To the uninitiated, San Francisco in the 1860s was a strange sight. It was densely urban, yet unmistakably Western; isolated yet cosmopolitan; crude yet cultured. It belonged to America yet held itself apart, swearing its allegiance while celebrating its independence. It appeared virtually overnight in 1849, created by one of the largest mass migrations in history. People came to strike it rich, yet they also cared deeply about culture. The gold they dug from the ground didn’t just build brothels and saloons—it also built theaters, opera houses, and music halls. It financed a large publishing industry, including twelve daily newspapers and a number of literary weeklies.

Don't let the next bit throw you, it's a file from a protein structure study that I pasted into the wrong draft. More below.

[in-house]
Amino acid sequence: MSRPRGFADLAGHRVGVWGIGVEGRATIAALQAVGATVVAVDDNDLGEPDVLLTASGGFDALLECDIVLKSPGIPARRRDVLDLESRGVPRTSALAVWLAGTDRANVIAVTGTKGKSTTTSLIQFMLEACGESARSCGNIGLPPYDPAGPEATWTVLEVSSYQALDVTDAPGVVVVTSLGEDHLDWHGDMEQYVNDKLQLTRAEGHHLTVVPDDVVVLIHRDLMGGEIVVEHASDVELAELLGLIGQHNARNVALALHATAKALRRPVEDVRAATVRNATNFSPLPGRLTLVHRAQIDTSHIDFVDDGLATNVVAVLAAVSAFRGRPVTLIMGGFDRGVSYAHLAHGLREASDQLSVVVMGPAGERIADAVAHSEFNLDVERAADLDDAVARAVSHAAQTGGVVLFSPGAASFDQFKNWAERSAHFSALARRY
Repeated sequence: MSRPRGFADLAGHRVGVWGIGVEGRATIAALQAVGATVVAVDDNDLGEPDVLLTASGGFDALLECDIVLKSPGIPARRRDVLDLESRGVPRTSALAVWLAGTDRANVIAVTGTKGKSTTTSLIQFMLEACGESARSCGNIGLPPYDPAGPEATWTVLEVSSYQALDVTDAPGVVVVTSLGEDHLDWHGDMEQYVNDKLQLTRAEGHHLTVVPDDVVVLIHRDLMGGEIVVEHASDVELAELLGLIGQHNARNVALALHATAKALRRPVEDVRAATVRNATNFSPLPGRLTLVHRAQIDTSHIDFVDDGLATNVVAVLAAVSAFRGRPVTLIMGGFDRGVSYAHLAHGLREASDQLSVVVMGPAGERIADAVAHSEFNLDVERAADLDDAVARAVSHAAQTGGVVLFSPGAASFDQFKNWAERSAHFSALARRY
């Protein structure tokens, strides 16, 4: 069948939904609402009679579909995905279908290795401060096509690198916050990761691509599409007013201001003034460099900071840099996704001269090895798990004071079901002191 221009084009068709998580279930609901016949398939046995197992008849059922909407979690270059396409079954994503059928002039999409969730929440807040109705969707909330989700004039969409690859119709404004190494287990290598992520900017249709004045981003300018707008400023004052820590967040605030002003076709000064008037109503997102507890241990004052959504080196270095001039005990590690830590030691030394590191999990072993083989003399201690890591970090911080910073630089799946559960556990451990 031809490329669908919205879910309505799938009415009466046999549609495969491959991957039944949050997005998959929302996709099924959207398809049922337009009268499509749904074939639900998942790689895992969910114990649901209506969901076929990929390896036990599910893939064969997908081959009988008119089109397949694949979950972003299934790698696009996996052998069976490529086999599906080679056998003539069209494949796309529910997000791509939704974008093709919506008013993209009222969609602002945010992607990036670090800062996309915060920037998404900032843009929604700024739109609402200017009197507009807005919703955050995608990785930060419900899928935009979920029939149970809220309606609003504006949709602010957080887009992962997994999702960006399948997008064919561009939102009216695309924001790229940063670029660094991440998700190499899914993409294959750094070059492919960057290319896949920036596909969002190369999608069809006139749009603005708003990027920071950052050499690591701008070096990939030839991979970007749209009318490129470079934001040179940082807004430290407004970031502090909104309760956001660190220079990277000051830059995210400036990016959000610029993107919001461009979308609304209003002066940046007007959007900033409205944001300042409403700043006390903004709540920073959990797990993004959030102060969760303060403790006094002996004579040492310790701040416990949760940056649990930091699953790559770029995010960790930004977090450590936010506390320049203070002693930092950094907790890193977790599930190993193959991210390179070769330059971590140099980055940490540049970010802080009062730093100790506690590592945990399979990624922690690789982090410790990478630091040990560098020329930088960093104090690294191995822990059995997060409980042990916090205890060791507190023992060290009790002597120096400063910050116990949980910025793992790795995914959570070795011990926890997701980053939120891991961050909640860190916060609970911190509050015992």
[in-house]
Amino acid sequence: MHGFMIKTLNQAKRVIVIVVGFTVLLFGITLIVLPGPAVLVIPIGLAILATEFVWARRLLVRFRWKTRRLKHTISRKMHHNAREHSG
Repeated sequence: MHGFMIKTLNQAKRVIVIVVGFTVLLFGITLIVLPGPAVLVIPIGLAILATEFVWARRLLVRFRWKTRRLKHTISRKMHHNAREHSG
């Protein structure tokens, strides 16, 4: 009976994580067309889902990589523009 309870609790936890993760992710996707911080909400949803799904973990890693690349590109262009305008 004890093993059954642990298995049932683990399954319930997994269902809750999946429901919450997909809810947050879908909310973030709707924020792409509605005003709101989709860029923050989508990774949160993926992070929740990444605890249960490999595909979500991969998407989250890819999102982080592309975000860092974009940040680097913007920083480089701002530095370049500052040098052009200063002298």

The motivation for all this was simple: boredom. Stranded on the far side of the continent, thousands of miles from home, in crude camps of the kind described by “Dame Shirley” and other correspondents of the Gold Rush, early Californians lived in a cultural vacuum. After long, grueling days at the diggings, they needed some entertainment. So they told each other stories—not romantic, pietistic tales but ironic, unsentimental ones. They had been lured West by fantasies of wealth and instead found an unforgiving reality, where a handful made a fortune and the vast majority destroyed themselves with liquor or overwork. Irony became the way Californians dealt with this disenchantment: “the Western predilection to take a humorous view of any principle or sentiment,” in Bret Harte’s words. They loved hoaxes, satire, burlesques. They loved to poke fun at the saintly and the self-serious. They had lost faith in what later generations would call the American Dream—the idea that any man could become a millionaire through hard work—and this made them a uniquely skeptical and subversive bunch.